Interview: Robert Vaughan

Midwestern Gothic staffer Audrey Meyers talked with author Robert Vaughan about his book FUNHOUSE, the rhythmic tone of his prose, letting the story tell you, and more.


Audrey Meyers: What is your connection to the Midwest?

Robert Vaughan: I moved to Milwaukee in 2003. It’s the longest I have lived in any one place, in the same house, since I was born. I’m from New York and have previously lived on mostly the East or West coast as an adult. And on Maui briefly. Milwaukee is a nice sized city, and has a large number of artists and writers. It’s the city that has made my writing “come alive,” or provided the conducive backdrop, or vessel in which my writing could emerge.

AM: How has living in Milwaukee impacted your writing style? What about Milwaukee inspires you to write?

RV: I write mostly in a studio in my house, but also have been part of a vibrant writing community called Red Oak Writers, and have lead a writing roundtable group for the past 12 years. On occasion, I like to write in local cafes, coffeehouses, or bars. Milwaukee has a plethora of these, and they are conducive to the stories I enjoy writing. Often you read or hear that Milwaukee is one of the most segregated cities in America, but there are places I like to hang out, (Riverwest, for example), that seem very integrated to me.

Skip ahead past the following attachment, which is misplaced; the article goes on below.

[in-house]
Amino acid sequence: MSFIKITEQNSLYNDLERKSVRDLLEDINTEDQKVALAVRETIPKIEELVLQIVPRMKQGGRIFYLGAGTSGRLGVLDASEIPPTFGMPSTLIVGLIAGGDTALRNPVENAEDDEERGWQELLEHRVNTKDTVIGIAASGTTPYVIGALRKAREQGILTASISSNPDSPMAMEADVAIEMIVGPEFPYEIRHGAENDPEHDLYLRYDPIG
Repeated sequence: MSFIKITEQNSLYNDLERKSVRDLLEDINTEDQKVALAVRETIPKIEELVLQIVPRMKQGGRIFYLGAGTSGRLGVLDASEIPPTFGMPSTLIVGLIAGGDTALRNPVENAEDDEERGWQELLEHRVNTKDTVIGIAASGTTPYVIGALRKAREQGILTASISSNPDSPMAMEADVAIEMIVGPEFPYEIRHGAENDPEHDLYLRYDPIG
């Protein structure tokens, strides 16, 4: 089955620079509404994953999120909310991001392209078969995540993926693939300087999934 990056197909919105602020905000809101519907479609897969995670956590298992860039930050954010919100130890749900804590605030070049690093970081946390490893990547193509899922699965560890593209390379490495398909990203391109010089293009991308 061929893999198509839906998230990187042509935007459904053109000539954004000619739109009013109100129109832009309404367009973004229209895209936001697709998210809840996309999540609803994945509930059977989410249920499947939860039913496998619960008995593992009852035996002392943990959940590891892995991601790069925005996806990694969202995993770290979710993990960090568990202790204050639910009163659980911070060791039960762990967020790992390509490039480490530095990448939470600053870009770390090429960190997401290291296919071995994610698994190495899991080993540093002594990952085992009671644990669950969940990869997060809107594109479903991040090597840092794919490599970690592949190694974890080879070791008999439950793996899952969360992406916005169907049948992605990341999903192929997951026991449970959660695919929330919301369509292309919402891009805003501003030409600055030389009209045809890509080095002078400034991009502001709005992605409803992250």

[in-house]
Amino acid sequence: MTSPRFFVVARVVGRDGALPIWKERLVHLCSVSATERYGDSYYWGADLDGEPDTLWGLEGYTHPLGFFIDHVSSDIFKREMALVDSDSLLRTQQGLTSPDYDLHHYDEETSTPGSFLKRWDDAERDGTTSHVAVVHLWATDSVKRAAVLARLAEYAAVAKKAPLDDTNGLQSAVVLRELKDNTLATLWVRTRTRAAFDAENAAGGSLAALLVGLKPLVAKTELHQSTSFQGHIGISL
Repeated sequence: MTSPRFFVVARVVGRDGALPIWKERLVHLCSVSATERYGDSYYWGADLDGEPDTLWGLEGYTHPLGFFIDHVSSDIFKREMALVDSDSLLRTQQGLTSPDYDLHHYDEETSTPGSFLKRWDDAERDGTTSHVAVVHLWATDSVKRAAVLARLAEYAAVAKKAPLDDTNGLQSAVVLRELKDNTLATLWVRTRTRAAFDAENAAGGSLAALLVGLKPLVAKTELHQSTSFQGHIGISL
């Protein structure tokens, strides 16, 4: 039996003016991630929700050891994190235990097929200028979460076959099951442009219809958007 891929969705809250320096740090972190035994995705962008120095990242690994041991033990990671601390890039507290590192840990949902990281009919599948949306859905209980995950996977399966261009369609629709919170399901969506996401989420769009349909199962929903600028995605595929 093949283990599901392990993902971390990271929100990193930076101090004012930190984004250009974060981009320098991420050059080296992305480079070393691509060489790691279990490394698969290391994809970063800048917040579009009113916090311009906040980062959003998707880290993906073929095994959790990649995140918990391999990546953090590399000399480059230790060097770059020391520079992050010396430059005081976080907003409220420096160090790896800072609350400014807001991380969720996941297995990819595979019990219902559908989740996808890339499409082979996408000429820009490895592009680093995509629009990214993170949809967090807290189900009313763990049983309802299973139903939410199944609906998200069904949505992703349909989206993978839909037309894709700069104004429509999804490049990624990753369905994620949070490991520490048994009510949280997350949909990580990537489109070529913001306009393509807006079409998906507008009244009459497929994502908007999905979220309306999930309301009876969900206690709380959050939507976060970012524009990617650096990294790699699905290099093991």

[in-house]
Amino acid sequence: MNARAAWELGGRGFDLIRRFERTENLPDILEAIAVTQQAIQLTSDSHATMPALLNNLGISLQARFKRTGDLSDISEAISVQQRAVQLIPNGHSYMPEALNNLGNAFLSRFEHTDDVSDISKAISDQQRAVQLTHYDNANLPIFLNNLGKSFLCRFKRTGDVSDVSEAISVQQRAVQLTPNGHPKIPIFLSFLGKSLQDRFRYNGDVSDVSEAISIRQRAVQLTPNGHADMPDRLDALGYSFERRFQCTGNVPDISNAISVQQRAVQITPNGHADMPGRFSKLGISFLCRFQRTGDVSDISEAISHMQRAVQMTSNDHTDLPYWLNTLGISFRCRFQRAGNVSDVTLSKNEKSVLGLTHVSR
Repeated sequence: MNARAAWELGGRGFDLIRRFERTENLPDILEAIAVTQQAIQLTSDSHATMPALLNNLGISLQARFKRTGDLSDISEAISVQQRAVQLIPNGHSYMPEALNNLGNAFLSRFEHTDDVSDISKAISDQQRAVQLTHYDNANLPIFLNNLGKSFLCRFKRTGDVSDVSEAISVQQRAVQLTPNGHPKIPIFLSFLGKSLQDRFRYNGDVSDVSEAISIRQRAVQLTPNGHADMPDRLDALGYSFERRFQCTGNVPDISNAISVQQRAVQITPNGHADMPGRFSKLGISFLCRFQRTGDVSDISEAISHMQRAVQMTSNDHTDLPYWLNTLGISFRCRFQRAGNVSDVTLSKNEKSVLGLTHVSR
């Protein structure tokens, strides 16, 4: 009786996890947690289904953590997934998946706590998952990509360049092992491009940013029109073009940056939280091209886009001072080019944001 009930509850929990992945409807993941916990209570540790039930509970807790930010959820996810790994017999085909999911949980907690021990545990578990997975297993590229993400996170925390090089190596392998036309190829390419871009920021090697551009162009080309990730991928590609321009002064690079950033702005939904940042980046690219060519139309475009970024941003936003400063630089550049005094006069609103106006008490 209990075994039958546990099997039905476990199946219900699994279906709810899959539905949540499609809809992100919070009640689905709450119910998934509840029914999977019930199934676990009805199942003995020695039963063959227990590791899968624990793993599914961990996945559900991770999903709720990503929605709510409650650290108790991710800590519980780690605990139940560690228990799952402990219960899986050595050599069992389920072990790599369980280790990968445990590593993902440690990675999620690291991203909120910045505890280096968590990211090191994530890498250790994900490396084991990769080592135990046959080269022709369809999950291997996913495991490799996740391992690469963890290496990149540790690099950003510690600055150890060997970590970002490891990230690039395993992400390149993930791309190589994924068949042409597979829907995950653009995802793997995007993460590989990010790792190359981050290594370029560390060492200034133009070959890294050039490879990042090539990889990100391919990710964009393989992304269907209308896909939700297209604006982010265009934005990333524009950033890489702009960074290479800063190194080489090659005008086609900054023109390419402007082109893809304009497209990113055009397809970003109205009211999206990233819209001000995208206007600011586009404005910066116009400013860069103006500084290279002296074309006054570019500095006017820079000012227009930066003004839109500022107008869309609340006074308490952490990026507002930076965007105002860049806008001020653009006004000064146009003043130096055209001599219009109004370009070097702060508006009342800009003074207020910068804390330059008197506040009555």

AM: FUNHOUSE reads like a collection of classic American memories written from a unique perspective. Your writing is packed with hard-hitting one liners that have the reader stop and consider the power of life’s little moments. Do you have any advice for developing a personalized style that resonates with a diverse readership?

RV: Thanks! My largest advice would be to write as often as you can, even if you aren’t necessarily working on any one particular story, or poem, or longer project. Just keep at it, and read as much as you possibly can, both in the genre you write, as well as outside that genre, too. Another thing you can do is to read for a literary magazine. I’ve done this many times in my writing career, and although it can be consuming, it helps guide one’s own personal style.

AM: Each segment of your book feels like a song on an album because your prose is connected by a rhythmic tone, bringing each individual piece together. What are your intentions for writing in this style?